We gratefully acknowledge Amanda L. Cummings for assistance with DNA preparation, the Georgia Advanced Computing Resource Center, and the staff at the University of Georgia greenhouses, in particular Michael Boyd and Gregory Cousins. We thank the DOE Joint Genome Institute and collaborators for pre-publication access to the WGS data from Yucca accessions herein and to repeat databases from the genome sequences of Yucca aloifolia and Yucca filamentosa. This manuscript has been released as a pre-print at bioRxiv, https://doi.org/10.1101/2020.06.14.150078. This is publication #95 from the School of Life Sciences, University of Hawai’i at Mānoa.
The Supplementary Material for this article can be found online at: https://www.frontiersin.org/articles/10.3389/fpls.2020.573767/full#supplementary-material
- ^ https://github.com/mrmckain/Fast-Plast
- ^ https://github.com/kheyduk/Yucca_plastome
- ^ https://genome.jgi.doe.gov
- ^ https://github.com/sebhtml/ray/blob/master/scripts/interleave-fastq.py
- ^ http://hannonlab.cshl.edu/fastx_toolkit/
- ^ https://github.com/rvlenth/emmeans
Bardil, A., de Almeida, J. D., Combes, M. C., Lashermes, P., and Bertrand, B. (2011). Genomic expression dominance in the natural allopolyploid Coffea arabica is massively affected by growth temperature. New Phytol. 192, 760–774. doi: 10.1111/j.1469-8137.2011.03833.x
Boisvert, S., Laviolette, F., and Corbeil, J. (2010). Ray: simultaneous assembly of reads from a mix of high-throughput sequencing technologies. J. Comput. Biol. 17, 1519–1533. doi: 10.1089/cmb.2009.0238
Bredeson, J. V., Lyons, J. B., Prochnik, S. E., Wu, G. A., Ha, C. M., Edsinger-Gonzales, E., et al. (2016). Sequencing wild and cultivated cassava and related species reveals extensive interspecific hybridization and genetic diversity. Nat. Biotechnol. 34, 562–570. doi: 10.1038/nbt.3535
Danilova, T. V., Akhunova, A. R., Akhunov, E. D., Friebe, B., and Gill, B. S. (2017). Major structural genomic alterations can be associated with hybrid speciation in Aegilops markgrafii (Triticeae). Plant J. 92, 317–330. doi: 10.1111/tpj.13657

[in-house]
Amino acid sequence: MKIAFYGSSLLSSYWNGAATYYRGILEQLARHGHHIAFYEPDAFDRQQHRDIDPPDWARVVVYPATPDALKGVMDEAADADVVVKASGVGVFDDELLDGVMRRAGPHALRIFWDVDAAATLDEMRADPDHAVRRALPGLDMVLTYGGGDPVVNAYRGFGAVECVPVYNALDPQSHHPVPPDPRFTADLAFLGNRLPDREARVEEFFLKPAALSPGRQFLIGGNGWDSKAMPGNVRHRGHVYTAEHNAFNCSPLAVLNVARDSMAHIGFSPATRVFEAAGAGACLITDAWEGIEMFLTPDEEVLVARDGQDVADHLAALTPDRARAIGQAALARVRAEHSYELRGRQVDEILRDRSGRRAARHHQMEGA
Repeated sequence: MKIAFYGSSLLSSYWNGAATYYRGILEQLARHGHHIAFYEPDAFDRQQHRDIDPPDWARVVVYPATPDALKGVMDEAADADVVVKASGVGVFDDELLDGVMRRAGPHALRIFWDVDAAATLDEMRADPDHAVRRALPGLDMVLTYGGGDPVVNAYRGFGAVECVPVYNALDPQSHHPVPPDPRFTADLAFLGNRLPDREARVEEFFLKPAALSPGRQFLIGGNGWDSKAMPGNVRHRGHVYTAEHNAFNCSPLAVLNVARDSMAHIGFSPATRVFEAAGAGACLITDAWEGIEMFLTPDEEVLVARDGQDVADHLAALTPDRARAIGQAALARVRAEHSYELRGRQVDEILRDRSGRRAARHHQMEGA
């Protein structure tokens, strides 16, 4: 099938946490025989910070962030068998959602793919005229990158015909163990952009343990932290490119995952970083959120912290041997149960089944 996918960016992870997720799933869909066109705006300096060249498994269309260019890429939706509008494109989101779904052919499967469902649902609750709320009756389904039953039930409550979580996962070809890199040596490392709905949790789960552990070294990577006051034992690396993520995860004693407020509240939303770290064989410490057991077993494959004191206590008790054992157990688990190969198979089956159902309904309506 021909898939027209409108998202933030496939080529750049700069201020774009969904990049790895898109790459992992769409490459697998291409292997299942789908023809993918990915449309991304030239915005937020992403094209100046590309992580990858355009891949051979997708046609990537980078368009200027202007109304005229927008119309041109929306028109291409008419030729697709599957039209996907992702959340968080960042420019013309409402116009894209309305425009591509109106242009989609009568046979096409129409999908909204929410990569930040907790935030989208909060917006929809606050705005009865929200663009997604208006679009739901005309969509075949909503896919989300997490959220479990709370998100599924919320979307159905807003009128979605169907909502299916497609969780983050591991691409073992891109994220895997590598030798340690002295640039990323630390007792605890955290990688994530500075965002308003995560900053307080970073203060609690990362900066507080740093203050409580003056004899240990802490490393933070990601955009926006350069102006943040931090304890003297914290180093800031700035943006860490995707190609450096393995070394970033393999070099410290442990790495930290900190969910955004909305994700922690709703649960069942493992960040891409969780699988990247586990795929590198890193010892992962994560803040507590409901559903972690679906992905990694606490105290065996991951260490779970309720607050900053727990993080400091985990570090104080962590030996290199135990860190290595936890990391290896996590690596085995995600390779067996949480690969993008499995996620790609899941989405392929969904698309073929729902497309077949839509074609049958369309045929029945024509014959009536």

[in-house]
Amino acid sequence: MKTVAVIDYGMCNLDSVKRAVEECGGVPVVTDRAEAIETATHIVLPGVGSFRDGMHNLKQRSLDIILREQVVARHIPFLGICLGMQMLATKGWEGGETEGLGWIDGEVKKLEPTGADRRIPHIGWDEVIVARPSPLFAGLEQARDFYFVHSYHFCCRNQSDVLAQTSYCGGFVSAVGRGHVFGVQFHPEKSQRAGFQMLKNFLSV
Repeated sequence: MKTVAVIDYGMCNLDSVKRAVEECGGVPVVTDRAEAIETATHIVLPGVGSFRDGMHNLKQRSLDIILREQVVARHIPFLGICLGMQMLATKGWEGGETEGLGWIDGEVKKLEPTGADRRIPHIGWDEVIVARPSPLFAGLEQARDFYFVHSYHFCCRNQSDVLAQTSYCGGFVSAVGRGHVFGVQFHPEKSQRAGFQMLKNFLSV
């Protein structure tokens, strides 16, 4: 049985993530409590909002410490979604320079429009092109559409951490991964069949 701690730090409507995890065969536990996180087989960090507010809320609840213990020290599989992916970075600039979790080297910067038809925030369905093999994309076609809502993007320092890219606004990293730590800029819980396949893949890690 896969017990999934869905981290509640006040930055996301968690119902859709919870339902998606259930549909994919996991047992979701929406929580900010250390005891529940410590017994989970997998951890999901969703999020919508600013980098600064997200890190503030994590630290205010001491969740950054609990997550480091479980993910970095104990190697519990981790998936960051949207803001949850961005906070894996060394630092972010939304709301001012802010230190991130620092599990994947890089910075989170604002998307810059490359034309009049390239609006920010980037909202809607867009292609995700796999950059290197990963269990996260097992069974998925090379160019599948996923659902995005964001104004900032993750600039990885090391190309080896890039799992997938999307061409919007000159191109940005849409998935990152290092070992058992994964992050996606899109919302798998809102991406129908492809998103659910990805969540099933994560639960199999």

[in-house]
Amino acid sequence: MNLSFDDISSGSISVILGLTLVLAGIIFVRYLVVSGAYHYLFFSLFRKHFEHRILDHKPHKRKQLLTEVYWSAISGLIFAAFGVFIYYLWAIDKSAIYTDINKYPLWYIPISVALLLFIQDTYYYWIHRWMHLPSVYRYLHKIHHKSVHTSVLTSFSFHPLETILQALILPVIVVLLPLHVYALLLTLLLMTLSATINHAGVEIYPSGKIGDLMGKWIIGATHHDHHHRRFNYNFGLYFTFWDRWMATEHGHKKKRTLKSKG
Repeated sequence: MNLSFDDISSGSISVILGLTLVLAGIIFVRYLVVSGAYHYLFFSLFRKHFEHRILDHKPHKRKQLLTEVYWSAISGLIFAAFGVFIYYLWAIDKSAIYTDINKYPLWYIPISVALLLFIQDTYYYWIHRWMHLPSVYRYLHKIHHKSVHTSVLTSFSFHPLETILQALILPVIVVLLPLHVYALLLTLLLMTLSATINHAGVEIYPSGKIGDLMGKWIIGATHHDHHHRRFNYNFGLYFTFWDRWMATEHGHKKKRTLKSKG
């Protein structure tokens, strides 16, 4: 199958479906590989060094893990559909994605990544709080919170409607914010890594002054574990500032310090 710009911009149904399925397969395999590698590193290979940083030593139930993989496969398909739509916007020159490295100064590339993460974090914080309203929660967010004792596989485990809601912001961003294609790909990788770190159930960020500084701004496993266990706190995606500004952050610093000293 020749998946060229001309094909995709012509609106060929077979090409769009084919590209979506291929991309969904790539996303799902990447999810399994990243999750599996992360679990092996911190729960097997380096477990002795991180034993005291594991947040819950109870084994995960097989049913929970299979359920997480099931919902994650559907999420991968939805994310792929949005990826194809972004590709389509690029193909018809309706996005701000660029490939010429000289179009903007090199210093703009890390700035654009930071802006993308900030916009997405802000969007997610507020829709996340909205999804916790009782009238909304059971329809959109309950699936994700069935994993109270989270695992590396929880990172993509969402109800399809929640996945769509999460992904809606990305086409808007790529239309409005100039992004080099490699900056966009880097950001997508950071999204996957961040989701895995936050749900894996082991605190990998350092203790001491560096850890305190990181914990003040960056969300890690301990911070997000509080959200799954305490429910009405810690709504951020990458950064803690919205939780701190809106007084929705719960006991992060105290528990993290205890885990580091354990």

Devos, K. M., Brown, J. K. M., and Bennetzen, J. L. (2002). Genome size reduction through illegitimate recombination counteracts genome expansion in Arabidopsis. Genome Res. 12, 1075–1079. doi: 10.1101/gr.132102
Dion-Côté, A.-M., Renaut, S., Normandeau, E., and Bernatchez, L. (2014). RNA-seq reveals transcriptomic shock involving transposable elements reactivation in hybrids of young lake whitefish species. Mol. Biol. Evol. 31, 1188–1199. doi: 10.1093/molbev/msu069
Edger, P. P., Smith, R., McKain, M. R., Cooley, A. M., Vallejo-Marin, M., Yuan, Y., et al. (2017). Subgenome dominance in an interspecific hybrid, synthetic allopolyploid, and a 140-year-old naturally established neo-allopolyploid monkeyflower. Plant Cell 29, 2150–2167. doi: 10.1105/tpc.17.00010
González, J., Karasov, T. L., Messer, P. W., and Petrov, D. A. (2010). Genome-wide patterns of adaptation to temperate environments associated with transposable elements in Drosophila. PLoS Genet. 6:e1000905. doi: 10.1371/journal.pgen.1000905
Hegarty, M. J., Barker, G. L., Brennan, A. C., Edwards, K. J., Abbott, R. J., and Hiscock, S. J. (2009). Extreme changes to gene expression associated with homoploid hybrid speciation. Mol. Ecol. 18, 877–889. doi: 10.1111/j.1365-294x.2008.04054.x
Hersch, E. I., and Roy, B. A. (2007). Context-dependent pollinator behavior: an explanation for patterns of hybridization among three species of Indian paintbrush. Evolution 61, 111–124. doi: 10.1111/j.1558-5646.2007.00009.x
Heyduk, K., Ray, J. N., Ayyampalayam, S., Moledina, N., Borland, A., Harding, S. A., et al. (2019). Shared expression of Crassulacean acid metabolism (CAM) genes predates the origin of CAM in the genus Yucca. J. Exp. Bot. 70, 6597–6609. doi: 10.1093/jxb/erz105
Hollister, J. D., Smith, L. M., Guo, Y.-L., Ott, F., Weigel, D., and Gaut, B. S. (2011). Transposable elements and small RNAs contribute to gene expression divergence between Arabidopsis thaliana and Arabidopsis lyrata. Proc. Natl. Acad. Sci. U.S.A. 108, 2322–2327. doi: 10.1073/pnas.1018222108
Johnston, J. A., Grise, D. J., Donovan, L. A., and Arnold, M. L. (2001). Environment-dependent performance and fitness of Iris brevicaulis, I. fulva (Iridaceae), and hybrids. Am. J. Bot. 88, 933–938. doi: 10.2307/2657046
Karrenberg, S., Edelist, C., Lexer, C., and Rieseberg, L. (2006). Response to salinity in the homoploid hybrid species Helianthus paradoxus and its progenitors H. annuus and H. petiolaris. New Phytol. 170, 615–629. doi: 10.1111/j.1469-8137.2006.01687.x
Kunarso, G., Chia, N.-Y., Jeyakani, J., Hwang, C., Lu, X., Chan, Y.-S., et al. (2010). Transposable elements have rewired the core regulatory network of human embryonic stem cells. Nat. Genet. 42, 631–634. doi: 10.1038/ng.600